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It’s a term that’s been in the news more and more lately — gaslighting. Have you heard of it? Younger people in particular have picked up on the term and the concept. Gaslighting is when a person manipulates another person through subtle psychological means in order to gain power and control. It’s typically referred to in the context of a relationship, often a romantic relationship.
If you’re interested in the origin of words, trace the origin of gaslighting back to a play, later made into a Hitchcock movie, where a husband works to convince his wife she’s going insane. Not exactly the foundation for a loving relationship.
You can find advice and stories about gaslighting with a quick search online. The Newport Institute, an organization dedicated to young adult mental health, identifies 10 signs of gaslighting an any kind of relationship.
- “Lying about or denying something and refusing to admit the lie even when you show them proof”
- “Insisting that an event or behavior you witnessed never happened and that you’re remembering it wrong”
- “Spreading rumors and gossip about you, or telling you that other people are gossiping about you”
- “Changing the subject or refusing to listen when confronted about a lie or other gaslighting behavior”
- “Telling you that you’re overreacting when you call them out”
- “Blame shifting in relationships—saying that if you acted differently, they wouldn’t treat you like this, so it’s really your fault”
- “Trying to smooth things over with loving words that don’t match their actions”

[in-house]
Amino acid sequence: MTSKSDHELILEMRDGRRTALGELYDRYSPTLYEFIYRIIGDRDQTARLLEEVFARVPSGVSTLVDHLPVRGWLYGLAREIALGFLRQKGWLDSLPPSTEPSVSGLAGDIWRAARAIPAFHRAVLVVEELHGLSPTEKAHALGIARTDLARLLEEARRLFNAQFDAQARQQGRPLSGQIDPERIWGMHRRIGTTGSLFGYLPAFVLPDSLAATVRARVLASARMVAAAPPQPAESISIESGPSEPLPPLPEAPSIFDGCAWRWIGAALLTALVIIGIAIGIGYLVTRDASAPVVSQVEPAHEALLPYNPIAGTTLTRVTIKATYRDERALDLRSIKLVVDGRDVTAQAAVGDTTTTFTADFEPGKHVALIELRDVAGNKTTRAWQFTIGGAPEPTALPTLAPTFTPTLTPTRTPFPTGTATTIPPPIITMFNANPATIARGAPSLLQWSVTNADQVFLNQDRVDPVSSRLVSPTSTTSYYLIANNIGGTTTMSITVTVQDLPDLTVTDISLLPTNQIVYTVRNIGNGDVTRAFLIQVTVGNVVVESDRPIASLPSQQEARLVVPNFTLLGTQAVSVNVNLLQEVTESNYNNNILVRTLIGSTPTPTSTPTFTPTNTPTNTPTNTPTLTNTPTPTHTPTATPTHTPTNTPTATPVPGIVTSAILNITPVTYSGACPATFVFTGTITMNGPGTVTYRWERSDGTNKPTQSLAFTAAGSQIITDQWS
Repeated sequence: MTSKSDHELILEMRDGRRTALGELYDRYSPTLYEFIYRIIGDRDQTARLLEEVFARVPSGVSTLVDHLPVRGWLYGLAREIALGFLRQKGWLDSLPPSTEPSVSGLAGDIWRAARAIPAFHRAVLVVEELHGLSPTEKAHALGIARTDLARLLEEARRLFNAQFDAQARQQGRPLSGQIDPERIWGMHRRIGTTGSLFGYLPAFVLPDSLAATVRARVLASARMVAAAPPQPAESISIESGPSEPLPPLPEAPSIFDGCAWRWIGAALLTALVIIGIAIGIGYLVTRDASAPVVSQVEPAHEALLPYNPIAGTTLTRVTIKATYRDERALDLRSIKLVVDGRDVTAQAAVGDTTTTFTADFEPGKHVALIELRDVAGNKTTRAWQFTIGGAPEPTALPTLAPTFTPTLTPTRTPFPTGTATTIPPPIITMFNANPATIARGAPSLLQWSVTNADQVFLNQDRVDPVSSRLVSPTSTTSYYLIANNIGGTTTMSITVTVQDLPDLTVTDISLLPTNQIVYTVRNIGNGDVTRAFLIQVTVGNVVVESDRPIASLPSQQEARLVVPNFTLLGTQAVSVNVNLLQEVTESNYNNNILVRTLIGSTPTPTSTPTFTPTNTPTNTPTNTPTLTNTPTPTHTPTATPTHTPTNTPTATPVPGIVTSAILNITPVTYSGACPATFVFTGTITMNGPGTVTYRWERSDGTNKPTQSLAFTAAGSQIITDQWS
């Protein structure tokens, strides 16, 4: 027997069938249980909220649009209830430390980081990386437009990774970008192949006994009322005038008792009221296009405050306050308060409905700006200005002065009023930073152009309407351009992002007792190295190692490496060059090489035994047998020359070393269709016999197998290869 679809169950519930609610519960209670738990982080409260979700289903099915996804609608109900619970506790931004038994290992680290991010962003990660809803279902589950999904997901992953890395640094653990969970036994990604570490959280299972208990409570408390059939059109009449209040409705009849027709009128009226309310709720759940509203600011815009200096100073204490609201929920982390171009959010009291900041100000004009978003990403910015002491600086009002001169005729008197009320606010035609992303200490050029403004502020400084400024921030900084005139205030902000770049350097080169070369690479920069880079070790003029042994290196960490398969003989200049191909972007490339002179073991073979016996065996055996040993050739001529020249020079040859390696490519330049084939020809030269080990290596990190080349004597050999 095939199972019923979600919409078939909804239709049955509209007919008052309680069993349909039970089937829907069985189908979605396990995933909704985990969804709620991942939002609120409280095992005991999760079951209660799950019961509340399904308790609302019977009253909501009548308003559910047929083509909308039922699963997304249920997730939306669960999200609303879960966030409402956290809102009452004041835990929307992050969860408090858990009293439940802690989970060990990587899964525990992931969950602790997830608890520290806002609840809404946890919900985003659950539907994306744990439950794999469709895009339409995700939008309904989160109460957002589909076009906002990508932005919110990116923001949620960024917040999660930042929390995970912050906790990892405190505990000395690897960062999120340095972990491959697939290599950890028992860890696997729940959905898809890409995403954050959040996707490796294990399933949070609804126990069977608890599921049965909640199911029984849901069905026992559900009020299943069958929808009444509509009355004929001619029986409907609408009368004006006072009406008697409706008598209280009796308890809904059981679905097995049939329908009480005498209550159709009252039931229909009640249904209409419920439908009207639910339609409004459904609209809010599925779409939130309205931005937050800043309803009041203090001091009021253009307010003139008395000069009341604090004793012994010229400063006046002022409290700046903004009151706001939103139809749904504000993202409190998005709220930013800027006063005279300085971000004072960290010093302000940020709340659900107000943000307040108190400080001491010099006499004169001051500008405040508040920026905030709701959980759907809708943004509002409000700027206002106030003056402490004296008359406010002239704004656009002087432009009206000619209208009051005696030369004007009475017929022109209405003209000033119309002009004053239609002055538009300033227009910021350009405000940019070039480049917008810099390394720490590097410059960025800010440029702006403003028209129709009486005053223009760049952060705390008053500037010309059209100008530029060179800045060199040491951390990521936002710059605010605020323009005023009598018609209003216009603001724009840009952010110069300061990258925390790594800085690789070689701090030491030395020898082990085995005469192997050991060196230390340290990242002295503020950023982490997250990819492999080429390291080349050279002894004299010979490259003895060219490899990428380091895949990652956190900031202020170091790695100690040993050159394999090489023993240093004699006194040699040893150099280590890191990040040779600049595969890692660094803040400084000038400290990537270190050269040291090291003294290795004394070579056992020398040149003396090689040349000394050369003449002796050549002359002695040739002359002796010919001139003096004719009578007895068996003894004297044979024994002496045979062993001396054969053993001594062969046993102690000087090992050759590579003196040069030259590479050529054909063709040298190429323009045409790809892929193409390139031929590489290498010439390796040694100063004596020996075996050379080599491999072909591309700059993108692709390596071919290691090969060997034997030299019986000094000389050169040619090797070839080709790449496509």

- “Twisting a story to minimize their abusive behavior”
- “Minimizing their hurtful behaviors or words by saying something like, ‘It was just a joke’ or ‘You’re way too sensitive’ “
- “Separating you from friends and family who might recognize your gaslighting abuse symptoms.”
Gaslighting In The Workplace
While gaslighting in a romantic relationship has gotten a lot of attention, it’s worthwhile being aware of the tendency in the workplace. There may be a variety of motives for a colleague or even a supervisor to try to gaslight someone at work. According to the Newport Institute, “Someone might use gaslighting as a tactic to avoid owning up to a mistake at work, or to unfairly take credit for a task well done.” Perhaps even more insidiously, it might also apply to “a situation in which an employee who reports misconduct at work, such as a toxic environment or sexual harassment, is made to feel that they are overreacting, remembering wrong, or misinterpreting.” To add a bit more complexity to gaslighting in the workplace, it seems to be more prevalent among disempowered groups. The Newport Institute, for example, points to research involving women of color that reveals all participants in the study had had negative workplace experiences, including gaslighting.
Fortunately, there are ways to deal with someone you believe is gaslighting you. The Newport Institute lists five:
- “Talk to others about what’s happening.”
- “Focus on actions, not words.”
- “Remind yourself that you are not the reason for the gaslighter’s abuse.”
- “Don’t try to argue with a gaslighter.”
- “Practice trusting yourself again.”
Read the full Newport Institute article here, including a list of signs that gaslighting has begun to erode your mental health.